2018 Eruption and Summit Collapse

2018 Eruption and Summit Collapse

In 2018, a new eruption of Kīlauea volcano changed the island of Hawai‘i forever. From May through August, large lava flows covered land southeast of the park destroying over 700 homes and devastating residential areas in the Puna District. At the same time, the summit area of the park was dramatically changed by tens of thousands of earthquakes, towering ash plumes, and a massive collapse of Kīlauea caldera.

Prelude to Hulihia

Hulihia: “overturned; a complete change, overthrow; turned upside down.”
-Hawaiian Dictionary (Pukui & Elbert)

 

In March 2018, Kīlauea was erupting in two different places, an uncommon phenomenon that had been happening for nearly a decade: at the summit in Halemaʻumaʻu crater, and down the East Rift Zone at Puʻuʻōʻō. These two long-lasting eruptions changed drastically in the middle of March, when USGS scientists discovered a signficant increase in pressure in the magma system below Puʻuʻōʻō. With the pressure increasing at Puʻuʻōʻō, the summit of Kīlauea also started to show similar signs of inflation. The lava lake in Halemaʻumaʻu soon began to rise. By April, pressure increased so much that the lava lake overflowed onto the crater floor, drawing over 10,000 park visitors per day.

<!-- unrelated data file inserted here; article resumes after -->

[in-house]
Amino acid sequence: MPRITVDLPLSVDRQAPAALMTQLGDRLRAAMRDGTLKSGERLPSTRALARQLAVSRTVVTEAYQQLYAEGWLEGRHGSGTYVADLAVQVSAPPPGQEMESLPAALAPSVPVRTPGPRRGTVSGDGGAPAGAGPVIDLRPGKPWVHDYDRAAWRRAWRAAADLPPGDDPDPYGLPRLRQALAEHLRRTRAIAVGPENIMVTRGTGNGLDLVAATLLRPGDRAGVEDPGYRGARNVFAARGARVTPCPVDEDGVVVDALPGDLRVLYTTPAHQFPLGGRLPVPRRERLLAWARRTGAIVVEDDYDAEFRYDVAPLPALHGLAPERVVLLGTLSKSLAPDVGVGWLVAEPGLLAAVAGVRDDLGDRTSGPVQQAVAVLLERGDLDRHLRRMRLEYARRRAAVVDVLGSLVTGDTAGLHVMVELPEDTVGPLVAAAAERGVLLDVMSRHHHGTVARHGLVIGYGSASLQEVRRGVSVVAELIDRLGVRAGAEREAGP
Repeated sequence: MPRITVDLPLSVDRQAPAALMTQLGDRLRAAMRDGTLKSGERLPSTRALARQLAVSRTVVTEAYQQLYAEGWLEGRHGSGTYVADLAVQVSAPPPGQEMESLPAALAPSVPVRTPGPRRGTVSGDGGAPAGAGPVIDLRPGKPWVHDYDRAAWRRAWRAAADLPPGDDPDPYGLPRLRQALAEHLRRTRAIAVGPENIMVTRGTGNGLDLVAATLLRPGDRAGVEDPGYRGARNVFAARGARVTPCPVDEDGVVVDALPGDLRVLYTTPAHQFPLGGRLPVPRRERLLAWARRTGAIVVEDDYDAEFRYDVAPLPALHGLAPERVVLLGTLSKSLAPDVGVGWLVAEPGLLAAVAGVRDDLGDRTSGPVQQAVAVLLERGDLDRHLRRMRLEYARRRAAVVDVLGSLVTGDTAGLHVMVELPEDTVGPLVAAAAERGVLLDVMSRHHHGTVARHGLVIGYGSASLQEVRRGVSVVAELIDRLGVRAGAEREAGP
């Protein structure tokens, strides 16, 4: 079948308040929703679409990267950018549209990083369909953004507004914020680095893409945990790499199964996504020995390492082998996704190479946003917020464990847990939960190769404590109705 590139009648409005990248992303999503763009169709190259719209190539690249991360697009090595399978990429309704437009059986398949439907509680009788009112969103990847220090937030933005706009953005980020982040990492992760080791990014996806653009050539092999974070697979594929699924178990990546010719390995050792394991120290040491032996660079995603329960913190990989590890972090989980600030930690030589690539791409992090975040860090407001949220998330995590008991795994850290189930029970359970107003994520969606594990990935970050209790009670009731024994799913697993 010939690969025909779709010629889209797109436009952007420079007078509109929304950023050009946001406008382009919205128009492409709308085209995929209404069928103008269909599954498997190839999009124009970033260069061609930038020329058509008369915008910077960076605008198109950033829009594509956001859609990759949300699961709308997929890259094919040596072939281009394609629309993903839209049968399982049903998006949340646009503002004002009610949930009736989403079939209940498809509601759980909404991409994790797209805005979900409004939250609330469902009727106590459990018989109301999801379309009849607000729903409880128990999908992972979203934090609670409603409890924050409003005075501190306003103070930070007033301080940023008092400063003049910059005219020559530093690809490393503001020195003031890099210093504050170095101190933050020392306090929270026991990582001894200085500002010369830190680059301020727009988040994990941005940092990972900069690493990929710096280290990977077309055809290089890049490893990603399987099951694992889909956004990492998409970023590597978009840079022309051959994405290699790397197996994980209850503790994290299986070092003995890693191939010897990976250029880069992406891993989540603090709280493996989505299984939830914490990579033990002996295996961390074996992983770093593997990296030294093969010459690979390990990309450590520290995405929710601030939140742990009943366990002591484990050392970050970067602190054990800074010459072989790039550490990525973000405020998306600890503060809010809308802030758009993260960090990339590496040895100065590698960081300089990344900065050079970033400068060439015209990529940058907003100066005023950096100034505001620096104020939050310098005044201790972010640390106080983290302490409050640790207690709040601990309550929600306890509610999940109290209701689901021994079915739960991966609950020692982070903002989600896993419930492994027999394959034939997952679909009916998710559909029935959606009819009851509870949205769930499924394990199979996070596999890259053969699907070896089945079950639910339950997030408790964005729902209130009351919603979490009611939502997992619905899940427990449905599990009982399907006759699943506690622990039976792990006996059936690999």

Two Eruptions End, Another Begins

 

On April 30th, the summit of Puʻuʻōʻō collapsed, an event that USGS scientists have since determined marked the end of the 35-year eruption which first began in 1983. 48 hours after the Puʻuʻōʻō collapse, the lava lake at the Kīlauea summit started to drop significantly. Magma started to drain away from the summit of the volcano, moving underground to the middle and Lower East Rift Zone, marked by a series of earthquakes.

On May 3rd 2018, the first fissure of the eruption opened up in a residential subdivision, Leilani Estates. The following day, on May 4th, the island was struck by a magnitude 6.9 earthquake as magma continued its move to the Lower East Rift Zone. Over the next two months, lava covered 13.7 square miles of land, several dozens of feet deep in places. The flows in the Lower East Rift Zone destroyed 700 homes, displaced over 2,000 people, covered 30 miles of road, and added an astounding 875 acres of new land to the island.

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